New Study Shows Link Between Flame Retardants and Children’s Social Behaviors
April 25, 2017 @ 9:00am (AKDT)
Some chemicals added to consumer products to prevent fires may have unintended developmental consequences for young children, according to a pilot study conducted by researchers at Oregon State University. The study recruited 92 Oregon children between ages 3-5 to wear a silicone wristband for seven days to measure exposure to flame retardants. When researchers analyzed teacher-related social behavior assessments and exposure levels, they observed that children who had more exposure to organophosphate classes of flame retardants were more likely to exhibit externalizing behaviors such as aggression, defiance, hyperactivity, inattention, and bullying. On this call Dr. Molly Kile, associate professor in the College of Public Health and Human Sciences at OSU and principal investigator of the study discusses the study’s findings.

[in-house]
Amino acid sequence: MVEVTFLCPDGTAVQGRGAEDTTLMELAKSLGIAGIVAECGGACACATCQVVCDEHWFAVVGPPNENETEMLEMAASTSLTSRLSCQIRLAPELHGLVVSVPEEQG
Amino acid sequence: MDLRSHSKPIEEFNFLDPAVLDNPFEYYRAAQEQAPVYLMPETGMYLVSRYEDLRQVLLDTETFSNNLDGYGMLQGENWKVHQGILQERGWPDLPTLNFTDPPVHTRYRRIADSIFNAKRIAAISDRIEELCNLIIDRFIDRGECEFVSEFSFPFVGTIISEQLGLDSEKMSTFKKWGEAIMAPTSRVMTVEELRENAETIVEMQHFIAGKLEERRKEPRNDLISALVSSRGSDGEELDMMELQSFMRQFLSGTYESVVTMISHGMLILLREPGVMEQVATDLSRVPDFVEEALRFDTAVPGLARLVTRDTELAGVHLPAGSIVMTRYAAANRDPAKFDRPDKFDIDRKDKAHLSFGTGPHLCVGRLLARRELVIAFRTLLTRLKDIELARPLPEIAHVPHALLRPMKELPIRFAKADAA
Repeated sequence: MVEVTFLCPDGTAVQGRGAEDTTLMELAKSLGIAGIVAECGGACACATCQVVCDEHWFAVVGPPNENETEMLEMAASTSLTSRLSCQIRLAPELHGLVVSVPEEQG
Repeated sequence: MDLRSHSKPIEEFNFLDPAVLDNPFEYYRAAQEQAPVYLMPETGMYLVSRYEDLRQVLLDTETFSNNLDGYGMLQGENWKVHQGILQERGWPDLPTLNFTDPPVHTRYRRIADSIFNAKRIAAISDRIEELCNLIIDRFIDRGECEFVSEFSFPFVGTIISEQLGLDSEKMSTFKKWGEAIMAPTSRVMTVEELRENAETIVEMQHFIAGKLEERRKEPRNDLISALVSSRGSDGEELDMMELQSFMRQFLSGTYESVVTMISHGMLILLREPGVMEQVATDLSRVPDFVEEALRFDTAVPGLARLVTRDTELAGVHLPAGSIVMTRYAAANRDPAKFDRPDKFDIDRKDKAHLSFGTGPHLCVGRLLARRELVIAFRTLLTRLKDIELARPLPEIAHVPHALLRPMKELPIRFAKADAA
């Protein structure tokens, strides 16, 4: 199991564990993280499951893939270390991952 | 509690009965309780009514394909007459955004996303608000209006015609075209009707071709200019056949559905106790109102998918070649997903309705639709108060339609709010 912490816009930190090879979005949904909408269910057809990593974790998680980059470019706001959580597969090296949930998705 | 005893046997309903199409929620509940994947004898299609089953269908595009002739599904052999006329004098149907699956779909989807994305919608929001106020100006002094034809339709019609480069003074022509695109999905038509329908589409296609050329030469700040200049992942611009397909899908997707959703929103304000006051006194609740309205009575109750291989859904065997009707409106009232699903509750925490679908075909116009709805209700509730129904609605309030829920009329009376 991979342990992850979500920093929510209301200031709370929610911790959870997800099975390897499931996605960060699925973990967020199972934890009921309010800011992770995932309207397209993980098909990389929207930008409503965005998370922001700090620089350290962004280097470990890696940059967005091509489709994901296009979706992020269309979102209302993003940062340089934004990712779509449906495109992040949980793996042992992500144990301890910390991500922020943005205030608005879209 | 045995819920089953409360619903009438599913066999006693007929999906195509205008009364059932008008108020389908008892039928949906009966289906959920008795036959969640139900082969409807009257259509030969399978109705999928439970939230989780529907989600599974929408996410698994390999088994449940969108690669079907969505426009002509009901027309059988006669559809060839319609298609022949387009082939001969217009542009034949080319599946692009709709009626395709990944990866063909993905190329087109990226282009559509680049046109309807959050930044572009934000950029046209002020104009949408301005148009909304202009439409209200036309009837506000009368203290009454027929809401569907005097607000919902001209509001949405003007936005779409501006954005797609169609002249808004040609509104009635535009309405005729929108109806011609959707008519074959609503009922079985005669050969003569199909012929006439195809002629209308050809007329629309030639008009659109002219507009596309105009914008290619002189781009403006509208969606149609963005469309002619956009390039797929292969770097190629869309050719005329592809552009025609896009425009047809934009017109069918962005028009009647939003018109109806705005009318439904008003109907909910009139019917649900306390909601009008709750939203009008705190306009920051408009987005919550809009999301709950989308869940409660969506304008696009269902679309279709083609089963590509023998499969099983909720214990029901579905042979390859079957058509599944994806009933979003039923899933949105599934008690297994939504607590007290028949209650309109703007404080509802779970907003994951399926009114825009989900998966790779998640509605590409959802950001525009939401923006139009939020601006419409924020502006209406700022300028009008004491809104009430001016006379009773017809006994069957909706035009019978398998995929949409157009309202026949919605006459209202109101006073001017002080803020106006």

Duke Superfund Research Translation Core (contact to submit foam sample from your home to have it tested for flame retardant chemicals)
MyExposome, Inc. (wristbands for personal environmental monitoring)
OSU Food Safety and Environmental Stewardship Program Methods
Dr. Molly Kile is associate professor in the College of Public Health and Human Sciences at Oregon State University and principal investigator of the study. Her major research interests are environmental, molecular epidemiology and global health. She works to understand how exposure to chemicals in our environment influences maternal and child health and more specifically, how chemical exposures in utero may alter epigenetic mechanisms that could contribute to chronic diseases later in life. She is also interested in how genetic and other individual factors such as nutritional factors may interact with chemical exposures to influences susceptibility to disease. She has a strong background in exposure biology and developing cohorts for environmental epidemiological studies. Dr Kile received her doctorate from Harvard School of Public Health in Environmental Health and continued her postdoctoral training at Harvard in molecular epidemiology.